I finally did it.
I followed one too many people and got to the point where browsing twitter became unmanageable. I prefer to familiarize myself with a few sources and tune into their messages regularly, but what I'd done over time was accumulate more subscriptions than I could handle.
Attention is a finite and precious resource
Just a few months ago I enjoyed browsing my twitter inbound, yet recently each time I scanned the timeline I observed a bunch of folks talking who I didn't recognize^. Worse yet, some of the folks I've come to rely on for novel news and information repeat the same messages regularly in hopes of connecting to an ever changing audience and overcoming noise*. I can't blame entrepreneurs and technologists working to rally a community by echoing their driving goals, I'm just as guilty of insular information sharing as those I follow. Something had to be done to remedy the circuitous knowledge feedback loop, and I was prepared to clean house.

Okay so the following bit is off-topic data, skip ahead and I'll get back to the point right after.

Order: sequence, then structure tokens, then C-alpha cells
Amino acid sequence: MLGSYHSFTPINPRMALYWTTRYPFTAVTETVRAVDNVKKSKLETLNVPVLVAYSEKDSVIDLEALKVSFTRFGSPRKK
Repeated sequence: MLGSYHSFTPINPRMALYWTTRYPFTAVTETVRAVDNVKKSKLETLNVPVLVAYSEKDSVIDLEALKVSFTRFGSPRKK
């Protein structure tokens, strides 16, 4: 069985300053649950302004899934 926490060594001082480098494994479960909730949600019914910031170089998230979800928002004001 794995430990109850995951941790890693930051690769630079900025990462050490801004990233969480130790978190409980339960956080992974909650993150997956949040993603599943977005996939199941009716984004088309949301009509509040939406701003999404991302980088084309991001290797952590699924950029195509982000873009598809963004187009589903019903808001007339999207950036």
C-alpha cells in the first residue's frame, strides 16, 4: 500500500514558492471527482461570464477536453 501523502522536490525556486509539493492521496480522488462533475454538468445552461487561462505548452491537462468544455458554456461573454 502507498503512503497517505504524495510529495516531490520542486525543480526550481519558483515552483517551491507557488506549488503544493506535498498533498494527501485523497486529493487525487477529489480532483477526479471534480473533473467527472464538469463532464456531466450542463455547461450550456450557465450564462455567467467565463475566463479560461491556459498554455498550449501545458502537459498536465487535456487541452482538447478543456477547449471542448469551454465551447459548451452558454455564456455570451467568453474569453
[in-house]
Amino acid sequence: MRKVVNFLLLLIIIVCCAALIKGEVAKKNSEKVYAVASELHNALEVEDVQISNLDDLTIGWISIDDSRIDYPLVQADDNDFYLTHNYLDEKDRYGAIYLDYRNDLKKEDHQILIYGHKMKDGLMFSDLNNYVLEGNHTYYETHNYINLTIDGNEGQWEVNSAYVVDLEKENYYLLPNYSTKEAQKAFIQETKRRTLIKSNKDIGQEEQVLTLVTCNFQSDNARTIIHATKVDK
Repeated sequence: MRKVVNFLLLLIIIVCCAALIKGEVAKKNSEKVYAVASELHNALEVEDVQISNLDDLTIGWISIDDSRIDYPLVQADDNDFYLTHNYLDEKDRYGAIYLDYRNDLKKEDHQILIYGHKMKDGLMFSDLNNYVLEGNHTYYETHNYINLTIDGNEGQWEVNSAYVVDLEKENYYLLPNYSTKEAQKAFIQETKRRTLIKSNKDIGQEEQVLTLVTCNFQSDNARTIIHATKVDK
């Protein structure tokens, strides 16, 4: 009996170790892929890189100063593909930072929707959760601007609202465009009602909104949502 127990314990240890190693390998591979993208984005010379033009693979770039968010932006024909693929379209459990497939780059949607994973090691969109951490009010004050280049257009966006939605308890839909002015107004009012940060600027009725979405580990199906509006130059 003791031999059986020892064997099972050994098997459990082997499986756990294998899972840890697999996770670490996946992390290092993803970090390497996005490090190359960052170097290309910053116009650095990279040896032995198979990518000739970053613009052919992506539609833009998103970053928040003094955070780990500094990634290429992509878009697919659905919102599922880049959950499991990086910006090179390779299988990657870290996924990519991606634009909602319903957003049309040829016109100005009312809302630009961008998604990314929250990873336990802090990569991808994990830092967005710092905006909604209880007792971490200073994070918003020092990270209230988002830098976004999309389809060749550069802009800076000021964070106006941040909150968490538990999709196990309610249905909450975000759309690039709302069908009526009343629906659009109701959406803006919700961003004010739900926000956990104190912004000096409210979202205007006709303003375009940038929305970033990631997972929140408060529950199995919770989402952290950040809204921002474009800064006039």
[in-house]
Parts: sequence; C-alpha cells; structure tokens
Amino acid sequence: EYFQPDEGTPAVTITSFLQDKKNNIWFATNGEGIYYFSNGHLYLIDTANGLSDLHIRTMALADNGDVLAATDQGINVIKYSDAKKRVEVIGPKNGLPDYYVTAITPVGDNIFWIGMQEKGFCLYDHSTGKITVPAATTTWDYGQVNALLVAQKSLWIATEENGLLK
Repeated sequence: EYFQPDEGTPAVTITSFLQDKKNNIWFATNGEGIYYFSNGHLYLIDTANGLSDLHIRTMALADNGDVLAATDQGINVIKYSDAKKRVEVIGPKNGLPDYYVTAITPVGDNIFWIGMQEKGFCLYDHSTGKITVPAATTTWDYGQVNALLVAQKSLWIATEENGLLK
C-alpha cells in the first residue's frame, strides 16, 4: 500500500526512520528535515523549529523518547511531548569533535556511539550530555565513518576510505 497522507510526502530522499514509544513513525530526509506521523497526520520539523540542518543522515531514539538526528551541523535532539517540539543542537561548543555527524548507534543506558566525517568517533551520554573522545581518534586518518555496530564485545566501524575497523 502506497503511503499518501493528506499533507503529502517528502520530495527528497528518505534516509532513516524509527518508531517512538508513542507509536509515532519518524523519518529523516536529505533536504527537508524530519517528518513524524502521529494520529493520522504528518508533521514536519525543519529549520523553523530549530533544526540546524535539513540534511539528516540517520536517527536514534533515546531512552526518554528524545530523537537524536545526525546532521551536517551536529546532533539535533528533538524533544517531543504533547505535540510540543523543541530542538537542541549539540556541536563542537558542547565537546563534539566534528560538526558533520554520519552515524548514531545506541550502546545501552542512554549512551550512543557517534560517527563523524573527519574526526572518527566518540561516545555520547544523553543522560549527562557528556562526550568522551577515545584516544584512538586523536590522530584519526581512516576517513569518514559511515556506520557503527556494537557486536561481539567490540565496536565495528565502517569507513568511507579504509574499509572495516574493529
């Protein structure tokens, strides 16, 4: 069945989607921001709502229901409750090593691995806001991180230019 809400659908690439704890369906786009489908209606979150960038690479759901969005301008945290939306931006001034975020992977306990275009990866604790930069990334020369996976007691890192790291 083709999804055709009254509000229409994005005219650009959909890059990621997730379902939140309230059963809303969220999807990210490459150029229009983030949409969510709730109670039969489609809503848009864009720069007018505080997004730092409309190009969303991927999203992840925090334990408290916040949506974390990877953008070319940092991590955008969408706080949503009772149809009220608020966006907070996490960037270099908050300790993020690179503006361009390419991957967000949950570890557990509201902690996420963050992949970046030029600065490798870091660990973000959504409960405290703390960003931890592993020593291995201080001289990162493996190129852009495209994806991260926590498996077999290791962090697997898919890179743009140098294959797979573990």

An hour later I had completed the great pre-spring purge of my default twitter inbound and reduced my default twitter inbound to zero.
I can listen to all the folks I used to follow by visiting them on my inbound list, or by browsing other specific lists which they belong to. The biggest advantage to this organization is that it forces me to access twitter with intent. It's a bit of a psychological hack but the process of moving subscriptions from my default follow to a list gave me time to clean it up (from 207 to 184). Oddly enough Twitter still thinks I'm following 7 phantoms that don't show up on my follow page.
^= Being familiar with the source of a message is more important than the context for personal relevance. Interesting ideas straying from strict topics is the norm, not the exception.
*= noise being everyone else vying for limited attention. Frequent updates are the equivalent of shouting on reverse chronological update services (blogs, microblogs, and other social news sites)